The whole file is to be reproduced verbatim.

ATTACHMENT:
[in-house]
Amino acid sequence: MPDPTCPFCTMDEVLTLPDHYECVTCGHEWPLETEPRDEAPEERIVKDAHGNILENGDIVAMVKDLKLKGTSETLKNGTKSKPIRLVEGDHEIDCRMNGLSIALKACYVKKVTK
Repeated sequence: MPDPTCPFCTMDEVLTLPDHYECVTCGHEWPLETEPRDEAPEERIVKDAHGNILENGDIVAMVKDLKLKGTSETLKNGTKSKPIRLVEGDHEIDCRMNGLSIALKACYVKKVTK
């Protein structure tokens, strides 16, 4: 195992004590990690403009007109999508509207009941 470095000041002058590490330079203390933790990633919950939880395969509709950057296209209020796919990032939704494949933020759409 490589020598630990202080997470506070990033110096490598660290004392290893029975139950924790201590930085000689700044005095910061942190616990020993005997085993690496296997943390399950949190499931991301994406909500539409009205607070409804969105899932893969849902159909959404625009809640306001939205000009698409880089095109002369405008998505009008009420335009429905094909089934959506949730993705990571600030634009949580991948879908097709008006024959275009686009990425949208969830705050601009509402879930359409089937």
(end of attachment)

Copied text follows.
[in-house]
Amino acid sequence: MPDPTCPFCTMDEVLTLPDHYECVTCGHEWPLETEPRDEAPEERIVKDAHGNILENGDIVAMVKDLKLKGTSETLKNGTKSKPIRLVEGDHEIDCRMNGLSIALKACYVKKVTK
Repeated sequence: MPDPTCPFCTMDEVLTLPDHYECVTCGHEWPLETEPRDEAPEERIVKDAHGNILENGDIVAMVKDLKLKGTSETLKNGTKSKPIRLVEGDHEIDCRMNGLSIALKACYVKKVTK
């Protein structure tokens, strides 16, 4: 195992004590990690403009007109999508509207009941 470095000041002058590490330079203390933790990633919950939880395969509709950057296209209020796919990032939704494949933020759409 490589020598630990202080997470506070990033110096490598660290004392290893029975139950924790201590930085000689700044005095910061942190616990020993005997085993690496296997943390399950949190499931991301994406909500539409009205607070409804969105899932893969849902159909959404625009809640306001939205000009698409880089095109002369405008998505009008009420335009429905094909089934959506949730993705990571600030634009949580991948879908097709008006024959275009686009990425949208969830705050601009509402879930359409089937």